Self-Fluxing Mechanism in Geopolymerization for Low-Sintering Temperature of Ceramic
Faizul, Che Pa
Wan Mohd Arif, W. Ibrahim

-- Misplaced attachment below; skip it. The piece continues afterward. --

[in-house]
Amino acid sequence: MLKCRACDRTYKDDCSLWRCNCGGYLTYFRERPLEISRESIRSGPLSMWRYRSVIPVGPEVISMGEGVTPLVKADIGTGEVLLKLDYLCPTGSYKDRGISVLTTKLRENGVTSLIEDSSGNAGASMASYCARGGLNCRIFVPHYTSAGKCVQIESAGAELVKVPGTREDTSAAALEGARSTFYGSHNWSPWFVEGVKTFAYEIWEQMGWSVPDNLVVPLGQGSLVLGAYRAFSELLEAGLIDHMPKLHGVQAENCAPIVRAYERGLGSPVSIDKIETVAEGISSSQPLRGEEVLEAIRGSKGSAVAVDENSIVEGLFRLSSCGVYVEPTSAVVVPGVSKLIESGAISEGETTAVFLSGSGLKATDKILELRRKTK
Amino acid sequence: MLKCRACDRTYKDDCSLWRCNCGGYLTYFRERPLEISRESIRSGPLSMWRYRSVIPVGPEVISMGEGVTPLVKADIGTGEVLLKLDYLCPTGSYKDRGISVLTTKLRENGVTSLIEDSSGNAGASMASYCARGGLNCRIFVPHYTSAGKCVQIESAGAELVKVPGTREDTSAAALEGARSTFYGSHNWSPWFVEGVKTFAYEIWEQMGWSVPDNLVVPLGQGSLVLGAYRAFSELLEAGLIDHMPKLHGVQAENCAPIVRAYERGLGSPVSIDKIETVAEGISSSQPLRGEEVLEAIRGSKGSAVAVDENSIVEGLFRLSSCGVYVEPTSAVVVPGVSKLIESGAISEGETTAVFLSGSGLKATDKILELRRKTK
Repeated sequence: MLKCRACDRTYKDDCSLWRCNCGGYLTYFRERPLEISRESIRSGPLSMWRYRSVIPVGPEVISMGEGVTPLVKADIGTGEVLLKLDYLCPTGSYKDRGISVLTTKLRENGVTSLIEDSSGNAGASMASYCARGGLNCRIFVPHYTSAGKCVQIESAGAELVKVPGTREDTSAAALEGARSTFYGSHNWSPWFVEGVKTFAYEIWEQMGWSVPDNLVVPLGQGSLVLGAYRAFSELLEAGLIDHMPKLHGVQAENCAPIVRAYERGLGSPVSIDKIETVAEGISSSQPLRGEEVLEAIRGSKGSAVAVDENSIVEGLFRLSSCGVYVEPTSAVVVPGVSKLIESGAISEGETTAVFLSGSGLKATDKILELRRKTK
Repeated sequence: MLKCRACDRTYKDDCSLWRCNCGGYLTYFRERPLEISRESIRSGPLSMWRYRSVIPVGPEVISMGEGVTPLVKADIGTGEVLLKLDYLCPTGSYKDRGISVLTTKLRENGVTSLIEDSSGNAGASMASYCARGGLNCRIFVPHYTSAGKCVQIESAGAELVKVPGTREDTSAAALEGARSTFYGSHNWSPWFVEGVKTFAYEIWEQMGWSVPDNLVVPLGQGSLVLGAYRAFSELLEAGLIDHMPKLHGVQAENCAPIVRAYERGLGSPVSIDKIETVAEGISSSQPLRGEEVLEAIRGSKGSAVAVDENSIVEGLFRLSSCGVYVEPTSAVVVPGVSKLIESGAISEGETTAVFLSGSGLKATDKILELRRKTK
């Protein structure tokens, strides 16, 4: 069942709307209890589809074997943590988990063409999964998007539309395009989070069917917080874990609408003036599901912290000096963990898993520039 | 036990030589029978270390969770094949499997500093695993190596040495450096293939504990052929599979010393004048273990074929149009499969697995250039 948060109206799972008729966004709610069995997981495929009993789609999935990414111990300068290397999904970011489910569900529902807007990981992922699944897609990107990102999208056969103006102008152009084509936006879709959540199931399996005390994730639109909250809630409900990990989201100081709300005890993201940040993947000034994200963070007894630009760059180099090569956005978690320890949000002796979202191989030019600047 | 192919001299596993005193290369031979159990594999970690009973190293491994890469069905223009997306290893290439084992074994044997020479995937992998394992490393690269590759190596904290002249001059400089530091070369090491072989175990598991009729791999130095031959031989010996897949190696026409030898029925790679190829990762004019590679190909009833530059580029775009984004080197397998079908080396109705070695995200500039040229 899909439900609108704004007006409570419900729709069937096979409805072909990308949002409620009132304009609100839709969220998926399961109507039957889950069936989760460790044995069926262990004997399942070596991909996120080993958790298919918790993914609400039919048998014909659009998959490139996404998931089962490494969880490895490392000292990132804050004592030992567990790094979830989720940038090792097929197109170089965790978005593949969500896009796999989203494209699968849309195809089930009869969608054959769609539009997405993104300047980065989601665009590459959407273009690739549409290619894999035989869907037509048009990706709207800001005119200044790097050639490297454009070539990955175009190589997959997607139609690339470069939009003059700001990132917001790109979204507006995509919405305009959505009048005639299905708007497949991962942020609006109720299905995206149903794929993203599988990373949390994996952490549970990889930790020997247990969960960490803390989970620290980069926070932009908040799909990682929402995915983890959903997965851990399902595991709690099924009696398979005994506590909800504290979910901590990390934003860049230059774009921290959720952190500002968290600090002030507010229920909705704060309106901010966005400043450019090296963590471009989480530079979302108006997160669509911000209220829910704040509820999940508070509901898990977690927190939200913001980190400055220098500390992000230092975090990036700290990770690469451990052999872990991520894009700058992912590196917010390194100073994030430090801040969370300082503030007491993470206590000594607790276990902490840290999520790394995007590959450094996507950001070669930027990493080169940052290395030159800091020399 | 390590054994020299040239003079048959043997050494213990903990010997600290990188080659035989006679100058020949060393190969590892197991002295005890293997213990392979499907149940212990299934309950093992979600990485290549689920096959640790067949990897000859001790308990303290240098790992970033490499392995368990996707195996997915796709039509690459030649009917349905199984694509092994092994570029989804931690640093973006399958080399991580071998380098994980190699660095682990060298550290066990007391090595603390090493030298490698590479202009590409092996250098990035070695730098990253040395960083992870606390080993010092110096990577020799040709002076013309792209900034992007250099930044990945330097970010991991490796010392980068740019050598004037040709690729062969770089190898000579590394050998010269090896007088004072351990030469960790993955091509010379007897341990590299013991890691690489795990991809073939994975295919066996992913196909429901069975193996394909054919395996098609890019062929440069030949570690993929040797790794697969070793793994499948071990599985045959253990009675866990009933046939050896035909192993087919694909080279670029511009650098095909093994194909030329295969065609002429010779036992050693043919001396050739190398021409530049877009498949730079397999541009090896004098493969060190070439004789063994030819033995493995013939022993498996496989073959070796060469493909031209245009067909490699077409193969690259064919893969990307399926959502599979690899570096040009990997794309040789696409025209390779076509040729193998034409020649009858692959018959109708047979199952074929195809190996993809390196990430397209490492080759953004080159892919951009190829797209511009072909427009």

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Kaolin, theoretically known as having low reactivity during geopolymerization, was used as a source of aluminosilicate materials in this study. Due to this concern, it is challenging to directly produce kaolin geopolymers without pre-treatment. The addition of ground granulated blast furnace slag (GGBS) accelerated the geopolymerization process. Kaolin–GGBS geopolymer ceramic was prepared at a low sintering temperature due to the reaction of the chemical composition during the initial stage of geopolymerization. The objective of this work was to study the influence of the chemical composition towards sintering temperature of sintered kaolin–GGBS geopolymer. Kaolin–GGBS geopolymer was prepared with a ratio of solid to liquid 2:1 and cured at 60 °C for 14 days. The cured geopolymer was sintered at different temperatures: 800, 900, 1000, and 1100 °C. Sintering at 900 °C resulted in the highest compressive strength due to the formation of densified microstructure, while higher sintering temperature led to the formation of interconnected pores. The difference in the X-ray absorption near edge structure (XANES) spectra was related to the phases obtained from the X-ray diffraction analysis, such as akermanite and anothite. Thermal analysis indicated the stability of sintered kaolin–GGBS geopolymer when exposed to 1100 °C, proving that kaolin can be directly used without heat treatment in geopolymers. The geopolymerization process facilitates the stability of cured samples when directly sintered, as well as plays a significant role as a self-fluxing agent to reduce the sintering temperature when producing sintered kaolin–GGBS geopolymers.